Movement in general is great for people in pain. If you move in the right direction, however, it can make a tremendous difference.
So how do you find this direction?
A McKenzie Method aka Mechanical Diagnosis and Therapy (MDT) Assessment.
If your condition has what is called a Directional Preference, which would be confirmed during the MDT exam, and you exercise in that Directional Preference, your chances of recovery are much higher.
Directional Preference is the clinical phenomenon where a specific direction of repeated movement and/or a sustained position results in a clinically relevant improvement in either symptoms and/or mechanics.
A 2004 study looked into this phenomenon of Directional Preference.
312 patients with low back pain and/or sciatica received a standardized McKenzie exam classifying them by their pain response, specifically eliciting either a Directional Preference (an immediate, lasting improvement in pain from performing either repeated or sustained lumbar flexion, extension, side gliding, or rotation tests), or No Directional Preference. Of the 312 patients in the study, 230 (74%) had a Directional Preference.
Following the exam, all patients who demonstrated Directional Preference were randomized into three groups, receiving either:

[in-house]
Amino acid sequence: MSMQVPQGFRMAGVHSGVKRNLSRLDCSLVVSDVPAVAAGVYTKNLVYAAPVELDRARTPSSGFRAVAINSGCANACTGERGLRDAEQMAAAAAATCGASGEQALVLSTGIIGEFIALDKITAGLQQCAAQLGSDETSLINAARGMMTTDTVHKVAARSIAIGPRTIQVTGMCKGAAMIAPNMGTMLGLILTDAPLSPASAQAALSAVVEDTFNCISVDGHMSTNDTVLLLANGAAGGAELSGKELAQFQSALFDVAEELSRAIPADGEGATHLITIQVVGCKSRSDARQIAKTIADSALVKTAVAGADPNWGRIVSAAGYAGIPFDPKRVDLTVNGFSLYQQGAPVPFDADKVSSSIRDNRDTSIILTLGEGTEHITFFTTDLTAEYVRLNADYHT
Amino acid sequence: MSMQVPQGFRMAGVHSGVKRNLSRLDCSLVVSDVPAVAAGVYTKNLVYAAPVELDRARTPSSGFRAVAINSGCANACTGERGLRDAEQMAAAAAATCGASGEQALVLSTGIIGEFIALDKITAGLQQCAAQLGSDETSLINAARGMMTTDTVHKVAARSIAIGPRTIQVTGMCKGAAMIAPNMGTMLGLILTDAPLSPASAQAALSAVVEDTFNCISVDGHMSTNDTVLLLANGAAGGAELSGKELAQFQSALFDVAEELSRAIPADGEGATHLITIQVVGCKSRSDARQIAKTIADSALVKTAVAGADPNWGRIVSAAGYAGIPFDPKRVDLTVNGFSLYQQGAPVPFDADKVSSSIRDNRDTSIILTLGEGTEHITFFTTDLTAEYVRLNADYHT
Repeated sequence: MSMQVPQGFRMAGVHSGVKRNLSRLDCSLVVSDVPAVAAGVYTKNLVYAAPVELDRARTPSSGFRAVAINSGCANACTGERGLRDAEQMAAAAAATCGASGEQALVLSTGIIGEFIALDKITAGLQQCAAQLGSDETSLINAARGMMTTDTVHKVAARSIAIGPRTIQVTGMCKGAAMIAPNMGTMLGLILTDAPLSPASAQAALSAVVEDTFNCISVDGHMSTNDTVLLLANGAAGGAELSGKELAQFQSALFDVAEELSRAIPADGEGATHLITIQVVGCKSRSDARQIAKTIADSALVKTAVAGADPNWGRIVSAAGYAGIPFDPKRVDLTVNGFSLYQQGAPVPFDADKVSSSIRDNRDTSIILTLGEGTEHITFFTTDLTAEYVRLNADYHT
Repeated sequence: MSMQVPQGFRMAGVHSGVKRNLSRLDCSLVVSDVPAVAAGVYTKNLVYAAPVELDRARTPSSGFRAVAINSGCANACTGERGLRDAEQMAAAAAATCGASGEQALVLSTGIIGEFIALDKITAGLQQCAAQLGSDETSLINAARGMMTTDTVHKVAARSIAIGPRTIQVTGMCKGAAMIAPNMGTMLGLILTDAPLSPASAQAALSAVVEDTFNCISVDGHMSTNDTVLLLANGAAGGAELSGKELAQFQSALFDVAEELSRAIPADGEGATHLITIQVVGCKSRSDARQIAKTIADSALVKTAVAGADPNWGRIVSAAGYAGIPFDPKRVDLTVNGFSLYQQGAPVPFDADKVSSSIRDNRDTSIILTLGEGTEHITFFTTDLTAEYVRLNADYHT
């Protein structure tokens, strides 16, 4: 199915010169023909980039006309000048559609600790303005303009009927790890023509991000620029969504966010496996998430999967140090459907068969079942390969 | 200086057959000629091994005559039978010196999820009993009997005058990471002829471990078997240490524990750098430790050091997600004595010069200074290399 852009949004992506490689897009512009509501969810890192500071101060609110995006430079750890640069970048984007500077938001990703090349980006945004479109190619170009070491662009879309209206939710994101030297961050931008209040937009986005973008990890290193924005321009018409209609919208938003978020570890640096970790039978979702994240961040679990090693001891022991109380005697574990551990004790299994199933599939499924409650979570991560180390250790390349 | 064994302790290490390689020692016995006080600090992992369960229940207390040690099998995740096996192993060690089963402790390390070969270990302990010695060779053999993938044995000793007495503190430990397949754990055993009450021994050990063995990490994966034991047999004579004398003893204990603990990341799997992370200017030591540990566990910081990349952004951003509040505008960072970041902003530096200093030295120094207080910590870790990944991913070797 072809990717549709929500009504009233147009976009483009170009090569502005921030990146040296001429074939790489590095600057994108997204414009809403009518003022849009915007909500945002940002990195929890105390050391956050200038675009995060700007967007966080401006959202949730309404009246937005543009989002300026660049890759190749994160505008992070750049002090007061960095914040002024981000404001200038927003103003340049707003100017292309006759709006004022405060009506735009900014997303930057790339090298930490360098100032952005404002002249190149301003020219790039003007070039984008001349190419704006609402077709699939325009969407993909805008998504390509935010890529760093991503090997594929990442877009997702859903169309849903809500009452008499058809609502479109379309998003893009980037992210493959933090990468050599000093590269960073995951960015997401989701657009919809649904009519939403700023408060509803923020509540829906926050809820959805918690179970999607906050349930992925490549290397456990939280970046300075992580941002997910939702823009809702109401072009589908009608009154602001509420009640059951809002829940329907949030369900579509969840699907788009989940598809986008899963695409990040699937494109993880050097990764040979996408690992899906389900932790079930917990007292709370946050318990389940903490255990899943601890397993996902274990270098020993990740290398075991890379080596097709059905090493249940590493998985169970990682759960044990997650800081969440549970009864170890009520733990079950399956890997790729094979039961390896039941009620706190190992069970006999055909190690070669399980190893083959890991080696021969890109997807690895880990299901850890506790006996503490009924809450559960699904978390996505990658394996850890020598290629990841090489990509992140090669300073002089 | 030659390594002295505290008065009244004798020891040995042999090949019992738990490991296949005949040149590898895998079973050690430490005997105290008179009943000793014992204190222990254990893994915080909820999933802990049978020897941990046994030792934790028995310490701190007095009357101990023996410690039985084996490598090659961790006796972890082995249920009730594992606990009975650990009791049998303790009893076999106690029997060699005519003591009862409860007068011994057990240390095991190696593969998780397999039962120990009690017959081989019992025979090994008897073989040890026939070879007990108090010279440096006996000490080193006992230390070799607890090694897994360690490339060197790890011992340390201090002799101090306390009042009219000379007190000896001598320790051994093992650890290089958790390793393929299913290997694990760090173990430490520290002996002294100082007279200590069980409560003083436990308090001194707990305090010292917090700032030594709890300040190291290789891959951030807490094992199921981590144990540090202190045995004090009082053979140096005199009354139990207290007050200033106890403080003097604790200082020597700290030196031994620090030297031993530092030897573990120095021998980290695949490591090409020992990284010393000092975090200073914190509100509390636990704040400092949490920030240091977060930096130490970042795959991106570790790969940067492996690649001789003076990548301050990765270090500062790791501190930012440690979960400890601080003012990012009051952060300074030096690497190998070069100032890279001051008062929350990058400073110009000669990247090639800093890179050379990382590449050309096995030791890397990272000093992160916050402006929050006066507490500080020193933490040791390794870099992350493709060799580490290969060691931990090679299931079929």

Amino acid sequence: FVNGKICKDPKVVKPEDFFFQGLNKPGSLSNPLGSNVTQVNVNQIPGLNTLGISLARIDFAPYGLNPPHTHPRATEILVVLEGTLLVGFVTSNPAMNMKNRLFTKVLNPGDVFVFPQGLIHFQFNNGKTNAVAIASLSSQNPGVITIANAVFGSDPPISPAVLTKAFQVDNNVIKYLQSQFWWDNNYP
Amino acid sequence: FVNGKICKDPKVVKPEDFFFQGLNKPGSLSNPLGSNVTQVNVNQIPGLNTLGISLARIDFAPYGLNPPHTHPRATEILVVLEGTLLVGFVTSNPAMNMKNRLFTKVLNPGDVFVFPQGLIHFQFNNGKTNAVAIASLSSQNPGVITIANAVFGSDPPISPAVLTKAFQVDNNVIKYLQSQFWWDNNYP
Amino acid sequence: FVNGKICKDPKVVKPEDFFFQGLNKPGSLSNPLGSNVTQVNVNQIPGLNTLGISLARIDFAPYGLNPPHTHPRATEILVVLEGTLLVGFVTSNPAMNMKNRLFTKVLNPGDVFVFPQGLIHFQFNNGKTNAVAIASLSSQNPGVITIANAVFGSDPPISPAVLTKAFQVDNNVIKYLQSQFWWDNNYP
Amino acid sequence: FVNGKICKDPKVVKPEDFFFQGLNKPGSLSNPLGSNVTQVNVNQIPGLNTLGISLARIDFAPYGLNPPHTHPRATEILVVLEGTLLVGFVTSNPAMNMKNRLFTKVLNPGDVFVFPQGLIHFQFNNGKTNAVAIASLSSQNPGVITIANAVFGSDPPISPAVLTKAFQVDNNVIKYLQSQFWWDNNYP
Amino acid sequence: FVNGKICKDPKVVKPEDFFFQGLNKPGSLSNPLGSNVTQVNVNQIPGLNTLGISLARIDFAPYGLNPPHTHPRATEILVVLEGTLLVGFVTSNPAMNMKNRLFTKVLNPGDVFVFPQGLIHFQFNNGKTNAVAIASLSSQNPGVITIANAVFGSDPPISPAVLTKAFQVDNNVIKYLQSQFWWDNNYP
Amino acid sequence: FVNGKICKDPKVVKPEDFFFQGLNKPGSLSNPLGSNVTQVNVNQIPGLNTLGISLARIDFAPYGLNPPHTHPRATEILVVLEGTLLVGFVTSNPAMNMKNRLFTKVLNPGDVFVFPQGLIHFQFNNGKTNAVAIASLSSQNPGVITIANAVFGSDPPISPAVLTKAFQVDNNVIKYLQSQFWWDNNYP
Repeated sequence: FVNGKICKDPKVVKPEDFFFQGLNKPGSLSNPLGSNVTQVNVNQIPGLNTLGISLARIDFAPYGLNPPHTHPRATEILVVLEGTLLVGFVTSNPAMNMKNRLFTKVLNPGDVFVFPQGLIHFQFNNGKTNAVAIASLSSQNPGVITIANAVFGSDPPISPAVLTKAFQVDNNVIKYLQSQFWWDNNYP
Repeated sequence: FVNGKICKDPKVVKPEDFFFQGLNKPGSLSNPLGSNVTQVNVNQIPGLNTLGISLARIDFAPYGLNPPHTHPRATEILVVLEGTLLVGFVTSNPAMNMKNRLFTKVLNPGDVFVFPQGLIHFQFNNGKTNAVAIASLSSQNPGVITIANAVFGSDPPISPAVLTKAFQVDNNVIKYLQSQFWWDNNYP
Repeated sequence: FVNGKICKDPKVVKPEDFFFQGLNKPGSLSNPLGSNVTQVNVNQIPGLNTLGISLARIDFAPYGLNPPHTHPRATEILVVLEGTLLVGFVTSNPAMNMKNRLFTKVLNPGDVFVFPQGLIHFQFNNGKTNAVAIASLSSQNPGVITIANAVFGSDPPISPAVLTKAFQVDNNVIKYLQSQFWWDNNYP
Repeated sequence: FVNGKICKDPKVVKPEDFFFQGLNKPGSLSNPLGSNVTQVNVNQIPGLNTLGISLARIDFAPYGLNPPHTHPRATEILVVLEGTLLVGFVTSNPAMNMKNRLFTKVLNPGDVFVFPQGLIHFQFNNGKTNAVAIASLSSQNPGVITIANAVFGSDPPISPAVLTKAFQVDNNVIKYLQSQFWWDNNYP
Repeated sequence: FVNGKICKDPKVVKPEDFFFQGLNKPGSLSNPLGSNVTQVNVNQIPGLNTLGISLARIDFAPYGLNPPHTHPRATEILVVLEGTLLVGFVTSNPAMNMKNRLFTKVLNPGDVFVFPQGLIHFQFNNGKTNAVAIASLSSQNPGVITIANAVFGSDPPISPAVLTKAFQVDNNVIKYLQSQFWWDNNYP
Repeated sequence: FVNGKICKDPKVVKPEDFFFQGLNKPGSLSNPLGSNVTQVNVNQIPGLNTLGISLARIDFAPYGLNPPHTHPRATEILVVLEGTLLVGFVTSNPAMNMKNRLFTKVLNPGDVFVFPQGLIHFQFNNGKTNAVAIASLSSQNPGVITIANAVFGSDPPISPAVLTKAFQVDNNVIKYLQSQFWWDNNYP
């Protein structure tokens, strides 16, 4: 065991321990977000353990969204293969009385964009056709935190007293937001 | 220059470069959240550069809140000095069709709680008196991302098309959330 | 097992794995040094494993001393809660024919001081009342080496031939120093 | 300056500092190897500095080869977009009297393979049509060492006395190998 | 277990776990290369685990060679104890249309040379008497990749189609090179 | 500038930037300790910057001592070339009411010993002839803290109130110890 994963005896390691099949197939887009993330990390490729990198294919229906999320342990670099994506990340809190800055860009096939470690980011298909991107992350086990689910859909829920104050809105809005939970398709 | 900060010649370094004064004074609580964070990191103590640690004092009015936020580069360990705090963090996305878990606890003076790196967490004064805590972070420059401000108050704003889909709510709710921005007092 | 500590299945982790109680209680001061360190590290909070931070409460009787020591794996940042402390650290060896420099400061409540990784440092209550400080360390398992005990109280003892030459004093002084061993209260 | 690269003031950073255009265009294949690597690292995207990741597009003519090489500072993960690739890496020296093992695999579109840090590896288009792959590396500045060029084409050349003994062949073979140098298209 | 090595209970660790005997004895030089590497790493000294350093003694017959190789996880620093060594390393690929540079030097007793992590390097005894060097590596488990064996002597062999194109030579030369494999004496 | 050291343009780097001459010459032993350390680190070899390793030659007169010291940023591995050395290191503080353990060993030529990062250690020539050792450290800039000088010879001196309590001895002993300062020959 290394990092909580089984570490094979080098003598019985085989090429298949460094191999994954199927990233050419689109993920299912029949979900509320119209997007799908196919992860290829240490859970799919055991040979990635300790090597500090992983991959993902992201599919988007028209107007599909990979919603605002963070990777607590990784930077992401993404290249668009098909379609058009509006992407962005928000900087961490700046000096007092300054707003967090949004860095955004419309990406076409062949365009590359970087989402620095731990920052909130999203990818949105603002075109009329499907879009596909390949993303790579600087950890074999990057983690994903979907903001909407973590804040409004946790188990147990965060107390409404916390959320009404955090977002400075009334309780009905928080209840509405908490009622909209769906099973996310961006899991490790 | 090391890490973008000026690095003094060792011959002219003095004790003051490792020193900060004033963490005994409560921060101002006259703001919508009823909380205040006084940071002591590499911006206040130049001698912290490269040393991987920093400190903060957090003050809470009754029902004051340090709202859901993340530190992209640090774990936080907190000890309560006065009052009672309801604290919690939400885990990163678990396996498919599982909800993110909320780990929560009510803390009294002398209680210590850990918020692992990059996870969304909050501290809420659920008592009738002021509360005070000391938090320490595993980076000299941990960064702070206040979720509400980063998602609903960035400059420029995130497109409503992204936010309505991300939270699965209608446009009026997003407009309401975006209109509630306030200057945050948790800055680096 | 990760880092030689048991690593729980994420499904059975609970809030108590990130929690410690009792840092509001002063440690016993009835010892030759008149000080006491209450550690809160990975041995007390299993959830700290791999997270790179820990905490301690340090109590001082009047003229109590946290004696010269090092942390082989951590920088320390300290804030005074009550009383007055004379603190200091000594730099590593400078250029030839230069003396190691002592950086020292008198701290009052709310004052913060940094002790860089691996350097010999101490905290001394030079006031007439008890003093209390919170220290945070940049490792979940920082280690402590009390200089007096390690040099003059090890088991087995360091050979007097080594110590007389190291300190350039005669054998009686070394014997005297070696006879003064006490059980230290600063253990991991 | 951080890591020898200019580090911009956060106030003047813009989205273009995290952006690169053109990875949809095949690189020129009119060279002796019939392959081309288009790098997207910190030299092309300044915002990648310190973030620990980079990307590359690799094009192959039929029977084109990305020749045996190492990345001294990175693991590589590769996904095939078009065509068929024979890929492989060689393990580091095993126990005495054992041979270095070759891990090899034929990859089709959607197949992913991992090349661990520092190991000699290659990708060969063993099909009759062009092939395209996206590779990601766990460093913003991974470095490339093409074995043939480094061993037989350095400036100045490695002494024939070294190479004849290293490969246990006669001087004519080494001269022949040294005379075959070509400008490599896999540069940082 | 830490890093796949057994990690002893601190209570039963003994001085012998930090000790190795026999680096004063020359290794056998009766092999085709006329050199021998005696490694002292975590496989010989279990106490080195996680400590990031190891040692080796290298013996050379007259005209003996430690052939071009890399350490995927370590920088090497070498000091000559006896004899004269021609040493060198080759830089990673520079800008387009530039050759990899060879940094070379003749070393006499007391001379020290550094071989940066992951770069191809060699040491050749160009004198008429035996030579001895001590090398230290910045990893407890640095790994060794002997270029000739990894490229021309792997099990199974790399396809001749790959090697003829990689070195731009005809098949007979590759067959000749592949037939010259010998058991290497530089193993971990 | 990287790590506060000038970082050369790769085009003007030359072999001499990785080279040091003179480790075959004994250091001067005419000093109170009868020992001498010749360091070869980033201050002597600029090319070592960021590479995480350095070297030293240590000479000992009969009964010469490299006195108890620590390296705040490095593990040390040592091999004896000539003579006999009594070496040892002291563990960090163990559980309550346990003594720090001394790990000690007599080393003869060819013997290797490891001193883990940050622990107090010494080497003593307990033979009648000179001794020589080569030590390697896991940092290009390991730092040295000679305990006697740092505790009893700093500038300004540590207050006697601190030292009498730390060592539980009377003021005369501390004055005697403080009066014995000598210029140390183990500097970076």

· Group 1 – Exercise matched to the directional preference (extension, flexion, side glide, or rotation)
· Group 2 – Exercise directionally opposite the directional preference
· Group 3 – Evidence-based management, which included advice to stay active, reassurance that they will recover, use of over the counter anti-inflammatory medications
Over 30% of the patients in the Group 2 and Group 3 withdrew because of a failure to improve or because they worsened, compared to zero drop outs in Group 1.
Over 90% of Group 1 rated themselves better or resolved at two weeks, compared to just over 20% of Group 2 and just over 40% of Group 3.
These findings show that proper classification and diagnosis makes a tremendous difference. If you are given the exercise that correlates to your classification your chances of recovery are greatly improved.
The good news is that the McKenzie Method (MDT) is the primary assessment method used in our clinic.
Long A, Donelson R, Fung T. Does it matter which exercise? A randomized control trial of exercise for low back pain. Spine, Dec 1;29(23):2593-2602, 2004